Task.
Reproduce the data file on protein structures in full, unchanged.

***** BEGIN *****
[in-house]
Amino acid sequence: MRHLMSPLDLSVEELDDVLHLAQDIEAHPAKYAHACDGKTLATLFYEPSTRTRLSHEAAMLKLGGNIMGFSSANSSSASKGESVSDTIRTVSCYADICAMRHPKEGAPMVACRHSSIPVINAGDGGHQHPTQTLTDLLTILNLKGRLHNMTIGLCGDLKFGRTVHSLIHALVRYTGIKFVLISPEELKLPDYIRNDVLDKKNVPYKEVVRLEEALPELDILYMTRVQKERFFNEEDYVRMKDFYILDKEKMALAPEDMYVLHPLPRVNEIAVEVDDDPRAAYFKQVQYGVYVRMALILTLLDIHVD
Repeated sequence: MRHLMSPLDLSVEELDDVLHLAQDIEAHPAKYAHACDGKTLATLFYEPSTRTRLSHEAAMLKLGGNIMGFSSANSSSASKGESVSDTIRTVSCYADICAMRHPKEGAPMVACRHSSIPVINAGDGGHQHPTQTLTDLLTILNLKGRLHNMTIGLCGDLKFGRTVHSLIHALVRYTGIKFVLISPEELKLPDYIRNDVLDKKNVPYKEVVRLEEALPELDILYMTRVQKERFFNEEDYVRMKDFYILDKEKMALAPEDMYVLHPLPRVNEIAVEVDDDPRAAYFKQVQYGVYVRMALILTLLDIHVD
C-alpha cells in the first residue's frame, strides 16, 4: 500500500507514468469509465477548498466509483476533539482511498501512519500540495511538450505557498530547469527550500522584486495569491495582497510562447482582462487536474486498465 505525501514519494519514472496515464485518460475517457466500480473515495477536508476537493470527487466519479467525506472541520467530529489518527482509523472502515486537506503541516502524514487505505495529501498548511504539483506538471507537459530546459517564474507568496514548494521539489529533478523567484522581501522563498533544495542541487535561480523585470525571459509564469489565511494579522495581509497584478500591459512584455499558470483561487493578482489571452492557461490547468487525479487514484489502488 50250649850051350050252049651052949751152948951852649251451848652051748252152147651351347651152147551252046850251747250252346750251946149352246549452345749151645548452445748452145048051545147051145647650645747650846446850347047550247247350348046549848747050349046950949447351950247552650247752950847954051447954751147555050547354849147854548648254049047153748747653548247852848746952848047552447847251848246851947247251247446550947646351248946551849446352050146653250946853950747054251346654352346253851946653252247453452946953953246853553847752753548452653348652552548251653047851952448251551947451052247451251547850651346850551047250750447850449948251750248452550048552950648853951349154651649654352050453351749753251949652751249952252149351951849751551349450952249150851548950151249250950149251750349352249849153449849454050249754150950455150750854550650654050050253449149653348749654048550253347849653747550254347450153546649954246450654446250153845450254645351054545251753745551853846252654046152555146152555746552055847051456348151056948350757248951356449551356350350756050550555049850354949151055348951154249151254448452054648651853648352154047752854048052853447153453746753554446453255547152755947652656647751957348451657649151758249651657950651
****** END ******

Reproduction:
[in-house]
Amino acid sequence: MRHLMSPLDLSVEELDDVLHLAQDIEAHPAKYAHACDGKTLATLFYEPSTRTRLSHEAAMLKLGGNIMGFSSANSSSASKGESVSDTIRTVSCYADICAMRHPKEGAPMVACRHSSIPVINAGDGGHQHPTQTLTDLLTILNLKGRLHNMTIGLCGDLKFGRTVHSLIHALVRYTGIKFVLISPEELKLPDYIRNDVLDKKNVPYKEVVRLEEALPELDILYMTRVQKERFFNEEDYVRMKDFYILDKEKMALAPEDMYVLHPLPRVNEIAVEVDDDPRAAYFKQVQYGVYVRMALILTLLDIHVD
Repeated sequence: MRHLMSPLDLSVEELDDVLHLAQDIEAHPAKYAHACDGKTLATLFYEPSTRTRLSHEAAMLKLGGNIMGFSSANSSSASKGESVSDTIRTVSCYADICAMRHPKEGAPMVACRHSSIPVINAGDGGHQHPTQTLTDLLTILNLKGRLHNMTIGLCGDLKFGRTVHSLIHALVRYTGIKFVLISPEELKLPDYIRNDVLDKKNVPYKEVVRLEEALPELDILYMTRVQKERFFNEEDYVRMKDFYILDKEKMALAPEDMYVLHPLPRVNEIAVEVDDDPRAAYFKQVQYGVYVRMALILTLLDIHVD
C-alpha cells in the first residue's frame, strides 16, 4: 500500500507514468469509465477548498466509483476533539482511498501512519500540495511538450505557498530547469527550500522584486495569491495582497510562447482582462487536474486498465 505525501514519494519514472496515464485518460475517457466500480473515495477536508476537493470527487466519479467525506472541520467530529489518527482509523472502515486537506503541516502524514487505505495529501498548511504539483506538471507537459530546459517564474507568496514548494521539489529533478523567484522581501522563498533544495542541487535561480523585470525571459509564469489565511494579522495581509497584478500591459512584455499558470483561487493578482489571452492557461490547468487525479487514484489502488 50250649850051350050252049651052949751152948951852649251451848652051748252152147651351347651152147551252046850251747250252346750251946149352246549452345749151645548452445748452145048051545147051145647650645747650846446850347047550247247350348046549848747050349046950949447351950247552650247752950847954051447954751147555050547354849147854548648254049047153748747653548247852848746952848047552447847251848246851947247251247446550947646351248946551849446352050146653250946853950747054251346654352346253851946653252247453452946953953246853553847752753548452653348652552548251653047851952448251551947451052247451251547850651346850551047250750447850449948251750248452550048552950648853951349154651649654352050453351749753251949652751249952252149351951849751551349450952249150851548950151249250950149251750349352249849153449849454050249754150950455150750854550650654050050253449149653348749654048550253347849653747550254347450153546649954246450654446250153845450254645351054545251753745551853846252654046152555146152555746552055847051456348151056948350757248951356449551356350350756050550555049850354949151055348951154249151254448452054648651853648352154047752854048052853447153453746753554446453255547152755947652656647751957348451657649151758249651657950651